Recordings of the Alaska Consitutional Convention are available via the Alaska State Archives website. The digitized collection represents approximately 220 hours of all plenary sessions and most meetings of the Committee of the Whole during the Alaska Constitutional Convention held at the University of Alaska, Fairbanks from November 8th, 1955 until February 6th, 1956.

Alaska Constitutional Research Resources Adobe Acrobat PDF logo

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Alaska Executive Orders

Executive Orders are issued by the Governor. Executive Orders are published Volume 11 of the Alaska Statutes, which are available in print at all Alaska Court System law libraries and many public libraries.

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Alaska Attorney General Opinions

Attorney General Opinions opinions may be issued by the Attorney General in response to requests by state agency officials and state legislators to help them perform their duties. These opinions are not law, but advice to state officials on questions of law and how the law applies to particular fact situations. The Attorney General may not issue opinions nor provide legal advice for local government officials, private individuals, or private entities.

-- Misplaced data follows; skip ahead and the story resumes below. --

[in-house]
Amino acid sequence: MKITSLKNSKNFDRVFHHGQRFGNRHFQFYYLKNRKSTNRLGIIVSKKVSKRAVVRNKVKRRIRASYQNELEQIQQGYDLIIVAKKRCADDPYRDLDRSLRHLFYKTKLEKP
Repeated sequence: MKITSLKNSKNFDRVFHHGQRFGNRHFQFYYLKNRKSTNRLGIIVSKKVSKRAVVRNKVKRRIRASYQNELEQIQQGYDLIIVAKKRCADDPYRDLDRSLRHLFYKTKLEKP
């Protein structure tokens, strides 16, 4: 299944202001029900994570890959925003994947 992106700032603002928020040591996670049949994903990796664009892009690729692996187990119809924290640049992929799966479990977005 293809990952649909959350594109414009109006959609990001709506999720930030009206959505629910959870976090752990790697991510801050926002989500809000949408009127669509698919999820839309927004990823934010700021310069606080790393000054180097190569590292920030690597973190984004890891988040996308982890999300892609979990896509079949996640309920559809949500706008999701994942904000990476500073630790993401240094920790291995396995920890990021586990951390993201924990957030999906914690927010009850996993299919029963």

1996 - current Attorney General opinions are available on the Attorney General's website. 1959 - current opinions are available in print at the Anchorage law library.

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Judge's Benchbook

Judge's Guide to Handling Cases Involving Persons with Mental Disorders Adobe Acrobat PDF logo is produced by the Alaska State Court System.

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Landlord and Tenant Act Information

The Alaska Landlord and Tenant Act Adobe Acrobat PDF logo summarizes landlord and tenant rights and obligations under Alaska Law. The Alaska Landlord and Tenant Act is in Title 34 of the Alaska Statutes. The current print version of the Alaska Statutes is available at all Alaska Court System law libraries and many public libraries.